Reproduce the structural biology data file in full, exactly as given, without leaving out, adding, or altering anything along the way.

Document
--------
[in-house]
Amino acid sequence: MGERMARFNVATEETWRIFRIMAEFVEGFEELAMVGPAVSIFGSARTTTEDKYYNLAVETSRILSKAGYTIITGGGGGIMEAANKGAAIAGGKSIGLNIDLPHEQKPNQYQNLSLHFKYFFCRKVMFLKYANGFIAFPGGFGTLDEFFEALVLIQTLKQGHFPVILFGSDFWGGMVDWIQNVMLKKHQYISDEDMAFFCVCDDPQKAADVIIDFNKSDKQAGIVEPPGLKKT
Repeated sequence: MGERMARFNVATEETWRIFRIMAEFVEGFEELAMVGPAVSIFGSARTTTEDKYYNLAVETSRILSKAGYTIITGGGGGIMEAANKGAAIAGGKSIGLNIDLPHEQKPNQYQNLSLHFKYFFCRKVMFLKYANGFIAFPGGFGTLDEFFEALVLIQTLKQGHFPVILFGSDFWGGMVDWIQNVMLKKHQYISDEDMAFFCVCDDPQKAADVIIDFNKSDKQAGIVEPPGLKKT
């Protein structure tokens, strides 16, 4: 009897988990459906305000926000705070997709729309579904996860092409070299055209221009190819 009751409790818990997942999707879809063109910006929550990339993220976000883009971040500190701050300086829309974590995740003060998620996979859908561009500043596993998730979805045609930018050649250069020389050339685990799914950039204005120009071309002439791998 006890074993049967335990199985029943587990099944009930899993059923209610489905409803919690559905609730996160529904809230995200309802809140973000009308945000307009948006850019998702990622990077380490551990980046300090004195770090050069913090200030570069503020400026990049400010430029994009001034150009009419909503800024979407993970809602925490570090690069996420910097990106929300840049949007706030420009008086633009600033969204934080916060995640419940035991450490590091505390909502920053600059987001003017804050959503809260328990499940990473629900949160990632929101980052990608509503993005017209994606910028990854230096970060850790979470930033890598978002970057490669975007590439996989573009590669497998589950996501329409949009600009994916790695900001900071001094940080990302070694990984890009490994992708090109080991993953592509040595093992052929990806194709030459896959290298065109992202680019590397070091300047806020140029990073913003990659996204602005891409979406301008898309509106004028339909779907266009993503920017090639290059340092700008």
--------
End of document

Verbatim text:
[in-house]
Amino acid sequence: MGERMARFNVATEETWRIFRIMAEFVEGFEELAMVGPAVSIFGSARTTTEDKYYNLAVETSRILSKAGYTIITGGGGGIMEAANKGAAIAGGKSIGLNIDLPHEQKPNQYQNLSLHFKYFFCRKVMFLKYANGFIAFPGGFGTLDEFFEALVLIQTLKQGHFPVILFGSDFWGGMVDWIQNVMLKKHQYISDEDMAFFCVCDDPQKAADVIIDFNKSDKQAGIVEPPGLKKT
Repeated sequence: MGERMARFNVATEETWRIFRIMAEFVEGFEELAMVGPAVSIFGSARTTTEDKYYNLAVETSRILSKAGYTIITGGGGGIMEAANKGAAIAGGKSIGLNIDLPHEQKPNQYQNLSLHFKYFFCRKVMFLKYANGFIAFPGGFGTLDEFFEALVLIQTLKQGHFPVILFGSDFWGGMVDWIQNVMLKKHQYISDEDMAFFCVCDDPQKAADVIIDFNKSDKQAGIVEPPGLKKT
């Protein structure tokens, strides 16, 4: 009897988990459906305000926000705070997709729309579904996860092409070299055209221009190819 009751409790818990997942999707879809063109910006929550990339993220976000883009971040500190701050300086829309974590995740003060998620996979859908561009500043596993998730979805045609930018050649250069020389050339685990799914950039204005120009071309002439791998 006890074993049967335990199985029943587990099944009930899993059923209610489905409803919690559905609730996160529904809230995200309802809140973000009308945000307009948006850019998702990622990077380490551990980046300090004195770090050069913090200030570069503020400026990049400010430029994009001034150009009419909503800024979407993970809602925490570090690069996420910097990106929300840049949007706030420009008086633009600033969204934080916060995640419940035991450490590091505390909502920053600059987001003017804050959503809260328990499940990473629900949160990632929101980052990608509503993005017209994606910028990854230096970060850790979470930033890598978002970057490669975007590439996989573009590669497998589950996501329409949009600009994916790695900001900071001094940080990302070694990984890009490994992708090109080991993953592509040595093992052929990806194709030459896959290298065109992202680019590397070091300047806020140029990073913003990659996204602005891409979406301008898309509106004028339909779907266009993503920017090639290059340092700008």